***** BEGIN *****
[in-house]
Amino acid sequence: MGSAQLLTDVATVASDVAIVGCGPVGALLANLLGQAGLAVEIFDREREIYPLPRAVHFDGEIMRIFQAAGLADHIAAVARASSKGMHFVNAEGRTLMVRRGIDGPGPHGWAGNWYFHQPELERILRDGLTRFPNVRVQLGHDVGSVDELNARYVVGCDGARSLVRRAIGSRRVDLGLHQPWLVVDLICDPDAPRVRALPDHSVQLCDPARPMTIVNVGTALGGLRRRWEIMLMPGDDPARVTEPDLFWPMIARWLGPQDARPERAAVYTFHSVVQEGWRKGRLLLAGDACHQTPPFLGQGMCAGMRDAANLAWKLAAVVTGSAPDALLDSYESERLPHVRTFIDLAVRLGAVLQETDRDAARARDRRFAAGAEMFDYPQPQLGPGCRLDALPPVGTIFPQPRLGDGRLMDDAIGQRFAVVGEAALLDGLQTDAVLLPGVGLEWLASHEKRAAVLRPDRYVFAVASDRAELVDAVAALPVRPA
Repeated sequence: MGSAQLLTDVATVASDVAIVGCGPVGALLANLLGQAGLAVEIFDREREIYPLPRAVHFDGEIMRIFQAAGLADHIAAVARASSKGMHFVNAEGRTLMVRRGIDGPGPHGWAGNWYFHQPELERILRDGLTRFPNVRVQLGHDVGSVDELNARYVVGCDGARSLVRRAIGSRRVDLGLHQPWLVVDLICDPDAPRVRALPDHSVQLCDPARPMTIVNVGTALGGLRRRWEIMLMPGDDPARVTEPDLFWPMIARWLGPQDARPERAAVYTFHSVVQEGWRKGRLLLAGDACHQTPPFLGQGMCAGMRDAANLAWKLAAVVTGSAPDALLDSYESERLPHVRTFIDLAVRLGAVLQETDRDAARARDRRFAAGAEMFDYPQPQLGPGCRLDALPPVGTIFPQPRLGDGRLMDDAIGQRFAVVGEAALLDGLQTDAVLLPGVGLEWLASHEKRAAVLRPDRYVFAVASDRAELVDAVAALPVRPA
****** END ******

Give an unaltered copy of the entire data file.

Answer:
[in-house]
Amino acid sequence: MGSAQLLTDVATVASDVAIVGCGPVGALLANLLGQAGLAVEIFDREREIYPLPRAVHFDGEIMRIFQAAGLADHIAAVARASSKGMHFVNAEGRTLMVRRGIDGPGPHGWAGNWYFHQPELERILRDGLTRFPNVRVQLGHDVGSVDELNARYVVGCDGARSLVRRAIGSRRVDLGLHQPWLVVDLICDPDAPRVRALPDHSVQLCDPARPMTIVNVGTALGGLRRRWEIMLMPGDDPARVTEPDLFWPMIARWLGPQDARPERAAVYTFHSVVQEGWRKGRLLLAGDACHQTPPFLGQGMCAGMRDAANLAWKLAAVVTGSAPDALLDSYESERLPHVRTFIDLAVRLGAVLQETDRDAARARDRRFAAGAEMFDYPQPQLGPGCRLDALPPVGTIFPQPRLGDGRLMDDAIGQRFAVVGEAALLDGLQTDAVLLPGVGLEWLASHEKRAAVLRPDRYVFAVASDRAELVDAVAALPVRPA
Repeated sequence: MGSAQLLTDVATVASDVAIVGCGPVGALLANLLGQAGLAVEIFDREREIYPLPRAVHFDGEIMRIFQAAGLADHIAAVARASSKGMHFVNAEGRTLMVRRGIDGPGPHGWAGNWYFHQPELERILRDGLTRFPNVRVQLGHDVGSVDELNARYVVGCDGARSLVRRAIGSRRVDLGLHQPWLVVDLICDPDAPRVRALPDHSVQLCDPARPMTIVNVGTALGGLRRRWEIMLMPGDDPARVTEPDLFWPMIARWLGPQDARPERAAVYTFHSVVQEGWRKGRLLLAGDACHQTPPFLGQGMCAGMRDAANLAWKLAAVVTGSAPDALLDSYESERLPHVRTFIDLAVRLGAVLQETDRDAARARDRRFAAGAEMFDYPQPQLGPGCRLDALPPVGTIFPQPRLGDGRLMDDAIGQRFAVVGEAALLDGLQTDAVLLPGVGLEWLASHEKRAAVLRPDRYVFAVASDRAELVDAVAALPVRPA